Why would a dispute over a phone, over a cell phone, ever lead to an altercation like this? I imagine it is commonplace for students to break rules about cell phones. There are so many of them right now.

MONICA ELKINS JOHNSON, RICHLAND SCHOOL DISTRICT TWO BOARD MEMBER: Don, that is a very good point, and that should have never occurred. Cell phones is a very tech -- very great use of technology if used correctly. However, teachers have been trained through our professional development on how to discipline students.

That was not a case that should have been called for a resource officer nor a school resource officer. That's a math teacher in there. He should have been teaching math. The young lady was not doing anything that was disruptive. She was doing something that was disrespectful to the teacher.

She was asked to put the cell phone away. She refused. A trained teacher, a teacher who understands how to work with his students, and how to conduct a lesson would have continued on with the lesson...


LEMON: So, Monica...

JOHNSON: ... and would have dealt with that student privately.

LEMON: Do you think this is the fault of the teacher then? You said the school never should have called the administrator and then the resource officer? Because speaking with Niya, she says this is that teacher's thing, he does not like people using cell phones in the class.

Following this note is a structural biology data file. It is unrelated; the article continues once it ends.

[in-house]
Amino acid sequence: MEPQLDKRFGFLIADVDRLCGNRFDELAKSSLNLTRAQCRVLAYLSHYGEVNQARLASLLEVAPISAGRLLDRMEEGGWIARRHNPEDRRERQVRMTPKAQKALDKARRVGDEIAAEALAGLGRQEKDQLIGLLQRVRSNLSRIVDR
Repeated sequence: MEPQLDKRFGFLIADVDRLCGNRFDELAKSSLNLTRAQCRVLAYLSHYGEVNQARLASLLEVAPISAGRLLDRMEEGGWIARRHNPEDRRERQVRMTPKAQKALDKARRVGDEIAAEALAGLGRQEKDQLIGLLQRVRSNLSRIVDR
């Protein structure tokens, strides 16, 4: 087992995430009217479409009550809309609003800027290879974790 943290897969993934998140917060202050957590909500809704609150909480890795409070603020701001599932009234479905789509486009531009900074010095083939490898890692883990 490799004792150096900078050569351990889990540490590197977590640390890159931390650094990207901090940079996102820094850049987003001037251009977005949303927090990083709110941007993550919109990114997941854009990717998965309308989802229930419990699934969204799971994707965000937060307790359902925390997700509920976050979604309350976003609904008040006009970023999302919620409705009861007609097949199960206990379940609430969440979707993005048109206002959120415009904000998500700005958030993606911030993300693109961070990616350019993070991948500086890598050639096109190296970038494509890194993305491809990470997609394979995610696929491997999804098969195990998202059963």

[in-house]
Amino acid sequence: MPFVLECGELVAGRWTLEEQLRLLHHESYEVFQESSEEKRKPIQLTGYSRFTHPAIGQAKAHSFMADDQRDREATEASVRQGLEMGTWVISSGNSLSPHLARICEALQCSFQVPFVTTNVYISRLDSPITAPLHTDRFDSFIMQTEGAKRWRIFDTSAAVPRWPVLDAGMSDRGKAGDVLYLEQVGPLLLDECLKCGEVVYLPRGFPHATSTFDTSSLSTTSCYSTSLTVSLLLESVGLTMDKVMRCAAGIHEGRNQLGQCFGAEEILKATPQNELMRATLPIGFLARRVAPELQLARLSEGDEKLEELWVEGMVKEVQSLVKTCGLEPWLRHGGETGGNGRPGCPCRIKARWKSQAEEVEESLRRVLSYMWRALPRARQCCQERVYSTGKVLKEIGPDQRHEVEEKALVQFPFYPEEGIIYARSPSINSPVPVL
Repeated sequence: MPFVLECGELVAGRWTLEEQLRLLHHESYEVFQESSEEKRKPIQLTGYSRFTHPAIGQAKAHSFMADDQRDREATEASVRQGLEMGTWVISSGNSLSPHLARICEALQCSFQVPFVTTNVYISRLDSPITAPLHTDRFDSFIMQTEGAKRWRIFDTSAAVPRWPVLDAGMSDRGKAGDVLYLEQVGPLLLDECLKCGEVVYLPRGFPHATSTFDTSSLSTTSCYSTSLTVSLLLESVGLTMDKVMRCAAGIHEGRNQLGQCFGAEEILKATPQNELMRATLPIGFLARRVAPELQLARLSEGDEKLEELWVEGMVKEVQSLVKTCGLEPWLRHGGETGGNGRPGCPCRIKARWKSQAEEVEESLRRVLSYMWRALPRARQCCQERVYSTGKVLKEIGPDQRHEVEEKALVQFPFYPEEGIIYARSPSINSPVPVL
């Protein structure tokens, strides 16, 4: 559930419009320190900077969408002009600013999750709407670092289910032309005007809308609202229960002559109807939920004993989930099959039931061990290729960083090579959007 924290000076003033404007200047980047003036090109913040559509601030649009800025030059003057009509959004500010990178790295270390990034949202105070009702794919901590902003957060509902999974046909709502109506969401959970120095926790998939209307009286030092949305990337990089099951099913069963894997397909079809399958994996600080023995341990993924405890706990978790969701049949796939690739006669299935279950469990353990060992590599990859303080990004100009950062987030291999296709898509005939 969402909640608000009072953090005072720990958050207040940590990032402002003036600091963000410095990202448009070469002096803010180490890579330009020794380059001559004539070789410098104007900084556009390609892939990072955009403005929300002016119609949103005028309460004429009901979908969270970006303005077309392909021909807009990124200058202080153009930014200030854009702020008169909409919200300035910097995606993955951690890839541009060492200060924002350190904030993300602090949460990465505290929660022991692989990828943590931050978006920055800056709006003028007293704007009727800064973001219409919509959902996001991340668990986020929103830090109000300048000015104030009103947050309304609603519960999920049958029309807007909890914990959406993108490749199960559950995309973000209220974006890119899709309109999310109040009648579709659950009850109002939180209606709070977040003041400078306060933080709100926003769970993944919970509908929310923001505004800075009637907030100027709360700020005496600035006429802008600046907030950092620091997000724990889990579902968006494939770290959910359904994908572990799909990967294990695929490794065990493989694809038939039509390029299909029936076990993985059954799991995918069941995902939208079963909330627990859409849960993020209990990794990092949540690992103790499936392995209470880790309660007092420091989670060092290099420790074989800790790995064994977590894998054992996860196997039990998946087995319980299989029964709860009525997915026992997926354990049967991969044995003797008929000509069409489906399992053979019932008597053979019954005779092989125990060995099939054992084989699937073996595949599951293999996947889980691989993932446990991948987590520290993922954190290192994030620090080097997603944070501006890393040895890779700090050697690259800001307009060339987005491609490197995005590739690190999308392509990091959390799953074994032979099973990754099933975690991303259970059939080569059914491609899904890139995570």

He will take them away. Sometimes he'll give them back right away, sometimes you have to go through a whole rigmarole to get it back but it never escalated to this point.

[22:30:00] JOHNSON: I understand what you're saying. And I'm not solely blaming the teacher. However, my comment is the teacher should have continued the lesson with the students and could have dealt with the cell phone issue later and privately.

LEMON: Bakari, you know, Richland County Sheriff Leon Lott has called and the FBI, the Department of Justice to investigate this. What questions, Bakari, do you want answered at this point?

BAKARI SELLERS, CNN CONTRIBUTOR: Well, first, I mean, there are a load of questions. I was recently married and I have a 10-year-old stepdaughter and she was asking a lot of questions such as why was Niya even arrested? What did she do wrong? Why was this young lady, that Niya was videotaping, why was she tossed around? It was just the basic questions that we have. And then the more complex questions we have are why aren't officers in

schools, why don't they understand how to deescalate situations? Why didn't they remove the rest of the children from the classroom and deal with this young lady individually?

There are a ton of questions that have to be asked. I can also say that after the recent remarks by the director of the FBI, I'm not sure I have faith in him to be able to adequately and accurately discuss this situation either with his bias toward social media and the way that bystanders are interacting with police. So, that...


LEMON: Do you think -- Bakari, do you think this is a bigger issue when you said that officers should be trained, it's a bigger issue with this school resource officers and this isn't one person who happened to do wrong thing out of many?

SELLERS: This -- yes, I do. I think that the setting is very important in this situation. We are talking about a school where the resource officer's job is to protect the student. I said it earlier and I'll say it again, he's not dealing with Sammy, the neighborhood drunk in front of the local pool hall that's disrupting traffic. He's actually dealing with student.